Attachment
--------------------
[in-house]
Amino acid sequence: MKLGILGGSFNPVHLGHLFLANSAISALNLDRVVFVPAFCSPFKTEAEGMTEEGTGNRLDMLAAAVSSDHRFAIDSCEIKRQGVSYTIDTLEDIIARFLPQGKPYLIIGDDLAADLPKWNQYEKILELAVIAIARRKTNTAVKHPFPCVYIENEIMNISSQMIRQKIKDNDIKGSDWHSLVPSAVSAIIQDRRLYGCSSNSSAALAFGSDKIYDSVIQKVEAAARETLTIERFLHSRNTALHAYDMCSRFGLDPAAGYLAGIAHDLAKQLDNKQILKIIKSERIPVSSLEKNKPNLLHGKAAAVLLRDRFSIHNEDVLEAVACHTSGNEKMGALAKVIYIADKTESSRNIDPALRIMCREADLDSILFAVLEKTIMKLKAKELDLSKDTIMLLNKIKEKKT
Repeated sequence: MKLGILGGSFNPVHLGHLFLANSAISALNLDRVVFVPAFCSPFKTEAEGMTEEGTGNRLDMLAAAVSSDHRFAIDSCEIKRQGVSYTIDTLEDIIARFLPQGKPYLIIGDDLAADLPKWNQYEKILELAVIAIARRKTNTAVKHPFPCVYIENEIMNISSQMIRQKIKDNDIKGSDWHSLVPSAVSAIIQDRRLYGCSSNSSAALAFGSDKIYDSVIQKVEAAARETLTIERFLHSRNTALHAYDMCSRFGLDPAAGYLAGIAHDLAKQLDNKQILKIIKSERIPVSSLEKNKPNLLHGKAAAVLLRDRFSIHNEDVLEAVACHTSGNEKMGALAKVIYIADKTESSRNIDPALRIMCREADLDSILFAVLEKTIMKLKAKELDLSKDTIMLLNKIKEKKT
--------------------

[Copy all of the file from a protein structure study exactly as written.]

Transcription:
[in-house]
Amino acid sequence: MKLGILGGSFNPVHLGHLFLANSAISALNLDRVVFVPAFCSPFKTEAEGMTEEGTGNRLDMLAAAVSSDHRFAIDSCEIKRQGVSYTIDTLEDIIARFLPQGKPYLIIGDDLAADLPKWNQYEKILELAVIAIARRKTNTAVKHPFPCVYIENEIMNISSQMIRQKIKDNDIKGSDWHSLVPSAVSAIIQDRRLYGCSSNSSAALAFGSDKIYDSVIQKVEAAARETLTIERFLHSRNTALHAYDMCSRFGLDPAAGYLAGIAHDLAKQLDNKQILKIIKSERIPVSSLEKNKPNLLHGKAAAVLLRDRFSIHNEDVLEAVACHTSGNEKMGALAKVIYIADKTESSRNIDPALRIMCREADLDSILFAVLEKTIMKLKAKELDLSKDTIMLLNKIKEKKT
Repeated sequence: MKLGILGGSFNPVHLGHLFLANSAISALNLDRVVFVPAFCSPFKTEAEGMTEEGTGNRLDMLAAAVSSDHRFAIDSCEIKRQGVSYTIDTLEDIIARFLPQGKPYLIIGDDLAADLPKWNQYEKILELAVIAIARRKTNTAVKHPFPCVYIENEIMNISSQMIRQKIKDNDIKGSDWHSLVPSAVSAIIQDRRLYGCSSNSSAALAFGSDKIYDSVIQKVEAAARETLTIERFLHSRNTALHAYDMCSRFGLDPAAGYLAGIAHDLAKQLDNKQILKIIKSERIPVSSLEKNKPNLLHGKAAAVLLRDRFSIHNEDVLEAVACHTSGNEKMGALAKVIYIADKTESSRNIDPALRIMCREADLDSILFAVLEKTIMKLKAKELDLSKDTIMLLNKIKEKKT